where a , b, g, e are themselves square matrices, for example of size tex2html_wrap_inline964 if we consider only quarks coming in 3 families. In this case, we decide to label the basis as follows: tex2html_wrap_inline1366 . Let us define tex2html_wrap_inline1368 , tex2html_wrap_inline1370 and tex2html_wrap_inline1372 . The electric charge is tex2html_wrap_inline1374 Then, provided matrices e,b,g,a satisfy the relation e b + g a = 1, one can show (it is straightforward but cumbersome) that the tex2html_wrap_inline756 matrices satisfy the relations


One recognizes here the usual relations defining the Lie super algebra of SL(2|1). In the case of quarks, one furthermore impose the following constraints for the hypercharge generator: tex2html_wrap_inline1386 with tex2html_wrap_inline1388 , tex2html_wrap_inline1390 and tex2html_wrap_inline1392 These constraints are satisfied if and only if, on top of the relation tex2html_wrap_inline1394 , the matrices e,b,g,a satisfy also the relations tex2html_wrap_inline1398 , tex2html_wrap_inline1400 and tex2html_wrap_inline1402 Indeed, one finds tex2html_wrap_inline1404 , tex2html_wrap_inline1406 and tex2html_wrap_inline1408 . This imply in particular g a = a g and e b = b e. One can then check that matrices tex2html_wrap_inline1414 and tex2html_wrap_inline1416 are then automatically what they should be.

One may notice that the above expressions for Omega matrices describing the gauge and Yukawa couplings of the quark family define a Lie superalgebra representation which is equivalent to the sum of (three) irreducible representations (each irreducible itself splits into the direct sum of a doublet and two singlets under the branching to the Lie algebra of tex2html_wrap_inline1418 ).

Define now tex2html_wrap_inline1420 and write tex2html_wrap_inline1422 This expression can not be real, indeed tex2html_wrap_inline1424 would imply tex2html_wrap_inline1426 , tex2html_wrap_inline1428 , but the other constraints would lead to a contradiction ( tex2html_wrap_inline1430 ). To obtain a real expression, one has to add tex2html_wrap_inline1432 and tex2html_wrap_inline1434 . Writing tex2html_wrap_inline1436 gives


and we recognize the expression of tex2html_wrap_inline1440 given in section 5, with the identification tex2html_wrap_inline1442 and tex2html_wrap_inline1444 . Warning: The matrix tex2html_wrap_inline1446 defined previously in terms of the tex2html_wrap_inline756 matrices is not equal to the matrix tex2html_wrap_inline1010 defined in section 5; in order to compare the two expressions, one has to first add the conjugated expressions tex2html_wrap_inline1432 and tex2html_wrap_inline1434 . Taking into account the constraints on blocks a,g,e and b, one obtains the relations: tex2html_wrap_inline1460 and tex2html_wrap_inline1462 These relations do not imply any ``new'' constraints on mass matrices tex2html_wrap_inline968 and tex2html_wrap_inline966 since g and e are themselves arbitrary. The main interest of those formulae is to provided a new parametrisation for mass matrices or matrices of Yukawa couplings. This could, in turn, suggest new phenomenological ansatz for them and may even give us more insight into the structure of fermionic mass matrices. Such an ansatz was analysed in [6] in the case of two families and leads to a phenomenological expression of the Cabibbo angle in terms of quark masses; another ansatz for matrices a and b was analysed later in [14] for the case of three families.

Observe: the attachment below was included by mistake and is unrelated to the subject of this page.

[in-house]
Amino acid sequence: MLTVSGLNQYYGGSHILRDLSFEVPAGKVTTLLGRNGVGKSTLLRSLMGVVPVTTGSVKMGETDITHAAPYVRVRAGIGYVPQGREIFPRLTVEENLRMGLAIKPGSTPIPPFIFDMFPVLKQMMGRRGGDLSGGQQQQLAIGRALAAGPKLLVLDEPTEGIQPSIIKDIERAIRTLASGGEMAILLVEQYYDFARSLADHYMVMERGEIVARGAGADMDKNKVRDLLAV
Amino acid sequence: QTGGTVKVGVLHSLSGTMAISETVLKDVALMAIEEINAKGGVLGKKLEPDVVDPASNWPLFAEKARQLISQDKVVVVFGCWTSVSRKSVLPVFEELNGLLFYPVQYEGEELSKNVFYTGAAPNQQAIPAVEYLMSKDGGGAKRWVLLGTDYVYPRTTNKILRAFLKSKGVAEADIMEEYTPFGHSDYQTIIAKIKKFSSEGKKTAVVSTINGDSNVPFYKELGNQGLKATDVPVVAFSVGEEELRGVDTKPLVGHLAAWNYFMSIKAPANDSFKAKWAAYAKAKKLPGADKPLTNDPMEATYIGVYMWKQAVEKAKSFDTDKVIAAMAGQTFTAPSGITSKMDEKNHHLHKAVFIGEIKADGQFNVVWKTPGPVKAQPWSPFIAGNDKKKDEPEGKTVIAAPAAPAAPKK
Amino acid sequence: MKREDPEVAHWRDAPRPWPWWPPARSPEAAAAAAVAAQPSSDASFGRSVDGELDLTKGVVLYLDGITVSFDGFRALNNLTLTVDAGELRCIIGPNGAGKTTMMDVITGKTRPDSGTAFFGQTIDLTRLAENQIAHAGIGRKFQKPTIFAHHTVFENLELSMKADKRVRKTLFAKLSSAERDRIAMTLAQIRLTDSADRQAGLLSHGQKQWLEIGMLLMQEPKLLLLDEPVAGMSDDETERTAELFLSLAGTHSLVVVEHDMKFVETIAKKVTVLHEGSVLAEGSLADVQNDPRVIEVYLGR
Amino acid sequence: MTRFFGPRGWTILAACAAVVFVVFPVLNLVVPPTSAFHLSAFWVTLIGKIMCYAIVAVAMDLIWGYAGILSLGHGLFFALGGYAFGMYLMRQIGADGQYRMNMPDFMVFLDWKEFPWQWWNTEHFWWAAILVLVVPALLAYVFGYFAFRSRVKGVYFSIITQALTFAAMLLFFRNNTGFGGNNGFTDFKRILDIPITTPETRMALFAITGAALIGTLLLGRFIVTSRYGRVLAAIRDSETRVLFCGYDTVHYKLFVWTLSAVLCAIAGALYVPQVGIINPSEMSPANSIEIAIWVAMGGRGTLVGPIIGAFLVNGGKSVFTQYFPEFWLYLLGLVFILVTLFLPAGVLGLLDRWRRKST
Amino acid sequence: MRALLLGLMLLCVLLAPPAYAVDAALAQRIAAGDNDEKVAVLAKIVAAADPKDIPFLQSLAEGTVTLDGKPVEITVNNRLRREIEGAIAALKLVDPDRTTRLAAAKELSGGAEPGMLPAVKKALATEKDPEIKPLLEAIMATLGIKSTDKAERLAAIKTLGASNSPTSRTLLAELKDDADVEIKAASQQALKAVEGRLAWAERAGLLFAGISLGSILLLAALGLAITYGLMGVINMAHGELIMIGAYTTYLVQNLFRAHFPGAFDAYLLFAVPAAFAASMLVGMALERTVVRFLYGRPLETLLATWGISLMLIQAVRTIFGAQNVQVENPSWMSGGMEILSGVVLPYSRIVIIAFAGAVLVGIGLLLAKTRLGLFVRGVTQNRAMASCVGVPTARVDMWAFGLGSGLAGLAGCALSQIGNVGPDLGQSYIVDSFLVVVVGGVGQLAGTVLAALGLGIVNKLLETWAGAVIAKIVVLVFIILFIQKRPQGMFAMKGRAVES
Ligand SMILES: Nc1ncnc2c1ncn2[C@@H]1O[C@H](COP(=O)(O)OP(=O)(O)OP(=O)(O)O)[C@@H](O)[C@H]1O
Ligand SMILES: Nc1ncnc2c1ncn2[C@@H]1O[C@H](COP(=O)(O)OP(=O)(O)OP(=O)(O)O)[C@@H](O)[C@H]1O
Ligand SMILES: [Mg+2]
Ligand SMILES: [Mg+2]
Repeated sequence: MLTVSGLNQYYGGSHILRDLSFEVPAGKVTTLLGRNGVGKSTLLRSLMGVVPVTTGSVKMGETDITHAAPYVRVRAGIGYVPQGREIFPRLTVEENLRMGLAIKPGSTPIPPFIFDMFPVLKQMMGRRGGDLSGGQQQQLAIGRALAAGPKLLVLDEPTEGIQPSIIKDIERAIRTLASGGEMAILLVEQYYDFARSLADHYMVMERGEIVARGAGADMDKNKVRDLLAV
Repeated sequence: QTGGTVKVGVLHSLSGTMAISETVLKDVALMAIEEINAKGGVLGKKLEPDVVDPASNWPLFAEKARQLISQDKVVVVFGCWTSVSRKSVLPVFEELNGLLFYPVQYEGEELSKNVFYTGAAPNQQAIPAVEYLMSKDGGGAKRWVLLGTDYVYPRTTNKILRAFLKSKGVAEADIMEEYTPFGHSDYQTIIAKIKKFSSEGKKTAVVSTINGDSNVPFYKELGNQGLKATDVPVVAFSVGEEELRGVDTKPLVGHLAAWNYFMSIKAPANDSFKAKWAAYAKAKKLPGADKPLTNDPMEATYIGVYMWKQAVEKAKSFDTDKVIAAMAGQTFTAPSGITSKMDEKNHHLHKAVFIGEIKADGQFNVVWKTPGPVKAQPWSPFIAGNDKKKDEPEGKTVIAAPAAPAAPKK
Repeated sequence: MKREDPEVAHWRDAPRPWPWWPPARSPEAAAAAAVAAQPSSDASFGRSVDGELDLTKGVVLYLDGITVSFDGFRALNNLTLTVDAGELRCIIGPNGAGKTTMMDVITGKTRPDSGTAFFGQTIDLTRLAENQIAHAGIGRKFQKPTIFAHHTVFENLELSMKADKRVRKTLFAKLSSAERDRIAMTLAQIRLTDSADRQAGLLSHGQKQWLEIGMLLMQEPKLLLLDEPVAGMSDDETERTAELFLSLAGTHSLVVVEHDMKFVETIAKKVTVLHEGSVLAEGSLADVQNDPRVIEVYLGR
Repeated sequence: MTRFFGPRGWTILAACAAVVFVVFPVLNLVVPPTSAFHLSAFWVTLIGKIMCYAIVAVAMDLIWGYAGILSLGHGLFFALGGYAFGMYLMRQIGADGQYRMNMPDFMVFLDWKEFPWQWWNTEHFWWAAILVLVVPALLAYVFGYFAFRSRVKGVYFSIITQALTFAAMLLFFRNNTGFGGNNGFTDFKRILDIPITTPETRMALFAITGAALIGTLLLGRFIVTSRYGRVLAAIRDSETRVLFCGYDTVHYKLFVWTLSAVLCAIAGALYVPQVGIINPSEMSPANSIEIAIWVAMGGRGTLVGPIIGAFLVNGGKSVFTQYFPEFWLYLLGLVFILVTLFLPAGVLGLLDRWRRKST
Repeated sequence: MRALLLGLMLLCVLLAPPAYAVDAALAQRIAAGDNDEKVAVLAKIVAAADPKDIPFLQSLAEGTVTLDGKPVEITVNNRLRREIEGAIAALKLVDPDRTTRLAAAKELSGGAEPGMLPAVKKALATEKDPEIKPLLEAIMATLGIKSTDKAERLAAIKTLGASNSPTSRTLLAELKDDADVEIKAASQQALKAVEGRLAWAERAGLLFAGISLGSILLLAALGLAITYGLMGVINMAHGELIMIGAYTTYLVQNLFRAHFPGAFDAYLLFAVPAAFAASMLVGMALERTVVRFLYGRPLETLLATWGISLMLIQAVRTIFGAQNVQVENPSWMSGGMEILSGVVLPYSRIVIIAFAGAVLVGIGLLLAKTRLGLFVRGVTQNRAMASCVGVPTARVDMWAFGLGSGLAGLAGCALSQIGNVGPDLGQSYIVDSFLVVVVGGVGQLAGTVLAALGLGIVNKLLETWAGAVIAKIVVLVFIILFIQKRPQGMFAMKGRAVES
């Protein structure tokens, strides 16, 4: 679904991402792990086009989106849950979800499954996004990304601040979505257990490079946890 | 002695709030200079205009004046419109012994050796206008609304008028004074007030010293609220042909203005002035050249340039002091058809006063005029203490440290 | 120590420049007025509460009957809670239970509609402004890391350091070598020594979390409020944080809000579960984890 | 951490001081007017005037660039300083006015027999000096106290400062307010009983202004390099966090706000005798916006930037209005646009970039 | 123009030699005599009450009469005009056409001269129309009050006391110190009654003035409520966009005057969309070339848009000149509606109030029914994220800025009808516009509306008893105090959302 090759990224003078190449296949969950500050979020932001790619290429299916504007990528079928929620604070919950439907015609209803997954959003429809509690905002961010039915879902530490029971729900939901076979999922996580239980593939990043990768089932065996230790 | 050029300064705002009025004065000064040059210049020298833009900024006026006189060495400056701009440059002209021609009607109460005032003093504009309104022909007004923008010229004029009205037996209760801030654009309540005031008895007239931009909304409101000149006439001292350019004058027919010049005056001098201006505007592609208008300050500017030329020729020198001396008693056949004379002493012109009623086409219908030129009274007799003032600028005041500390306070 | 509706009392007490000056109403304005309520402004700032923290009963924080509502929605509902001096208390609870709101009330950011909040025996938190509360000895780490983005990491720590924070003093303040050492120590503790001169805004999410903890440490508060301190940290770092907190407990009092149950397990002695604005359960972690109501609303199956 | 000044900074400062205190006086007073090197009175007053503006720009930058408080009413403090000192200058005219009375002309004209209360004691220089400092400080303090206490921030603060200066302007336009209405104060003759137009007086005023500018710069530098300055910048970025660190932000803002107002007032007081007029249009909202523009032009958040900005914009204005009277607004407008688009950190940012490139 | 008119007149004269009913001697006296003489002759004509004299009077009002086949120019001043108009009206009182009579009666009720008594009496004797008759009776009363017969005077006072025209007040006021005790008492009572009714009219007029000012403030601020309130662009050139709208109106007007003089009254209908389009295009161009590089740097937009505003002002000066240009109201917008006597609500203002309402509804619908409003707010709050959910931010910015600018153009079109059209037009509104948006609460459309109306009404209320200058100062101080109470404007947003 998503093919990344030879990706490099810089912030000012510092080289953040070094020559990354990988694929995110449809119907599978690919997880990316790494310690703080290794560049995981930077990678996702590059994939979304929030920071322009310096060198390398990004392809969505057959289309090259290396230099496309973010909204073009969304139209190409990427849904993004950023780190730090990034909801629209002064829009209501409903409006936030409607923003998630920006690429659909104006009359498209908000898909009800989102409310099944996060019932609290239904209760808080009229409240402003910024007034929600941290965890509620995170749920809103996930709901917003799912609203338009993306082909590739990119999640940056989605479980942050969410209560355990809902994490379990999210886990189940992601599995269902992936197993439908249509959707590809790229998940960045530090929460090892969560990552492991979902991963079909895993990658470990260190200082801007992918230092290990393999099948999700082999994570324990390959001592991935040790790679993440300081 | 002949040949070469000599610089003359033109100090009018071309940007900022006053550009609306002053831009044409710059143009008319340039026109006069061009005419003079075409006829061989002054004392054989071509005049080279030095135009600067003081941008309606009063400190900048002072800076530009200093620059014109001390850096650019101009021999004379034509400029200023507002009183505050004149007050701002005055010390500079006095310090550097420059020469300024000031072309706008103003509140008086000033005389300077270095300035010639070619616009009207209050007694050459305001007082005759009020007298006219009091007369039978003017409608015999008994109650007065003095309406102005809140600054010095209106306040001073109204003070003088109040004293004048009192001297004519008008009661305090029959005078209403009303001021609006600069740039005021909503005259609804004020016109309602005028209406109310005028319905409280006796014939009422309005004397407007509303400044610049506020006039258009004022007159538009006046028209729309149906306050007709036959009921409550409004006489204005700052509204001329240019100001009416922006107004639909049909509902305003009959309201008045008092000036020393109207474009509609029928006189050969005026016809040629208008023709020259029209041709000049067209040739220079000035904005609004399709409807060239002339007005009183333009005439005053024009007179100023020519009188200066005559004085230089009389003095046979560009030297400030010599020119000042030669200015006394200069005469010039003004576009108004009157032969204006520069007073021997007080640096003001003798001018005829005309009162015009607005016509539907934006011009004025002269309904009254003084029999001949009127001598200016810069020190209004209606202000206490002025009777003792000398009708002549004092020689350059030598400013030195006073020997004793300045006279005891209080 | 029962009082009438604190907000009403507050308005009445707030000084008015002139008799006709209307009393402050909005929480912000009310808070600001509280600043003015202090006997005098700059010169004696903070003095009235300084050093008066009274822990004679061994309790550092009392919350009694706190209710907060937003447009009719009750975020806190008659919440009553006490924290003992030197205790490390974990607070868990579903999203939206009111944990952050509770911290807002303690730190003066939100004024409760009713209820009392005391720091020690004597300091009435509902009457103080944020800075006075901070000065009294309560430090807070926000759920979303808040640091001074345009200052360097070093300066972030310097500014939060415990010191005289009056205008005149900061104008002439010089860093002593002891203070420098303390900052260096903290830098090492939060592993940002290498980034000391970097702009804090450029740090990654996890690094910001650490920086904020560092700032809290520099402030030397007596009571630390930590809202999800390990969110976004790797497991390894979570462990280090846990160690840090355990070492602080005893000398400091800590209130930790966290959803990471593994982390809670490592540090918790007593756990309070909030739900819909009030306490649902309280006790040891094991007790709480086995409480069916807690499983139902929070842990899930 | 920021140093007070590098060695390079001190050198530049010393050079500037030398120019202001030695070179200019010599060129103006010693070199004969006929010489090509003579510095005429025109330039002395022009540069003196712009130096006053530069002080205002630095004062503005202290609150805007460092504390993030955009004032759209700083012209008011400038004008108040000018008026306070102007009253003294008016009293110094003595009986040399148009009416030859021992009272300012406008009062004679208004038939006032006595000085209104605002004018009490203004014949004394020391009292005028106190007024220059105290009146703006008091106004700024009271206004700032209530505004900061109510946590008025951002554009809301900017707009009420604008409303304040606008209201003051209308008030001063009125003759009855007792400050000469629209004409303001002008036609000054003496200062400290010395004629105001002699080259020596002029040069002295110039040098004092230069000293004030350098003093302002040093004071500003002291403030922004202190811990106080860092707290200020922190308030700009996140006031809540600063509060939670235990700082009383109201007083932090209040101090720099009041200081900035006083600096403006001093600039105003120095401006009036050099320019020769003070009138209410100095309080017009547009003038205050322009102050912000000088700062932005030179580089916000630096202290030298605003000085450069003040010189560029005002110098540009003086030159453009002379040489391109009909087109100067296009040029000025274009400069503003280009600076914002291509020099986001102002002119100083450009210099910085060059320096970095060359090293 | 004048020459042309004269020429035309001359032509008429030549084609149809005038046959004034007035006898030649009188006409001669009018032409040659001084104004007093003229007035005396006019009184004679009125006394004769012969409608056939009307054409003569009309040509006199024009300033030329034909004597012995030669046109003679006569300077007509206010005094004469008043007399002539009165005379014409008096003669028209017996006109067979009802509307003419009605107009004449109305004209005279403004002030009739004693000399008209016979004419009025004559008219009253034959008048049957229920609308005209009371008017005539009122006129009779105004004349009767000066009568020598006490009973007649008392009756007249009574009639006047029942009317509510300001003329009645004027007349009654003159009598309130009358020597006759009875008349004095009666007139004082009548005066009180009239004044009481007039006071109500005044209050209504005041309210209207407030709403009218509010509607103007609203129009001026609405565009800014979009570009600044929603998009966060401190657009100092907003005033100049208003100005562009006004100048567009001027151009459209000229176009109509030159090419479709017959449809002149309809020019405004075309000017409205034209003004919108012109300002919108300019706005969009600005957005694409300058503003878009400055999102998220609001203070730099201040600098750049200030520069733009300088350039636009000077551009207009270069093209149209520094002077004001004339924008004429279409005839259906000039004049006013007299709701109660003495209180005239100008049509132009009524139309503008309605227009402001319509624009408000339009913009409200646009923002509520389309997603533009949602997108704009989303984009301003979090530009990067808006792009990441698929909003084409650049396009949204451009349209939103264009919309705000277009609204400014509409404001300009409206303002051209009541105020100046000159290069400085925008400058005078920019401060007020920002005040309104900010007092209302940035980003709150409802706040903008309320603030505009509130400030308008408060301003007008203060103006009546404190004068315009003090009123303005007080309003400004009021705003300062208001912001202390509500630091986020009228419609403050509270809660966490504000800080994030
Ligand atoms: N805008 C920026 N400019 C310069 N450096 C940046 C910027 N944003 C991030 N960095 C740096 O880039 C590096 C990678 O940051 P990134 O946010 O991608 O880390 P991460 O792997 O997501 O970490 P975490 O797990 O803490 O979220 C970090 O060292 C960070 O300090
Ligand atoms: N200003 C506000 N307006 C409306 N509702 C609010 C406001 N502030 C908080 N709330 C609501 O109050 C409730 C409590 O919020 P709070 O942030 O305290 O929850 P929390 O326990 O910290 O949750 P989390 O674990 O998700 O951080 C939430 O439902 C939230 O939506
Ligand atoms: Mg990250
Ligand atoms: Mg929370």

Remark: The quantity tex2html_wrap_inline1432 may be thought as the contribution to the lagrangian of a particular representation of Sl(2|1). One can think of tex2html_wrap_inline1434 as the contribution of the antiquark representation to the lagrangian. However this identification is a little bit tricky and may lead to possible mistakes of interpretation; indeed, tex2html_wrap_inline1432 is not hermitian but tex2html_wrap_inline1434 is not the charge conjugate representation (in any case weak interactions usualy violate charge conjugation and one should not build a lagrangian that would be C-even !). Given tex2html_wrap_inline1488 and tex2html_wrap_inline1490 as before, one can define the following ``hatted'' tex2html_wrap_inline756 matrices: tex2html_wrap_inline1494 and tex2html_wrap_inline1496 It is then straightforward to check that these hatted tex2html_wrap_inline756 matrices generate (thanks to the same commutation relations) matrices tex2html_wrap_inline1500 , tex2html_wrap_inline1502 and tex2html_wrap_inline1504 , with, for example tex2html_wrap_inline1506 We obtain in this way a new representation (the relation tex2html_wrap_inline1508 being automatically satisfied since tex2html_wrap_inline1510 ). With tex2html_wrap_inline1432 as before, we can rewrite tex2html_wrap_inline1434 as tex2html_wrap_inline1516 and tex2html_wrap_inline1518 as


so that tex2html_wrap_inline1518 itself appears as the contribution associated with the ``hatted'' representation. If one wishes to use tex2html_wrap_inline1434 in terms of a contribution of antiparticles, for instance tex2html_wrap_inline1526 as tex2html_wrap_inline1528 , one can do it, modulo proper care, but it may be misleading.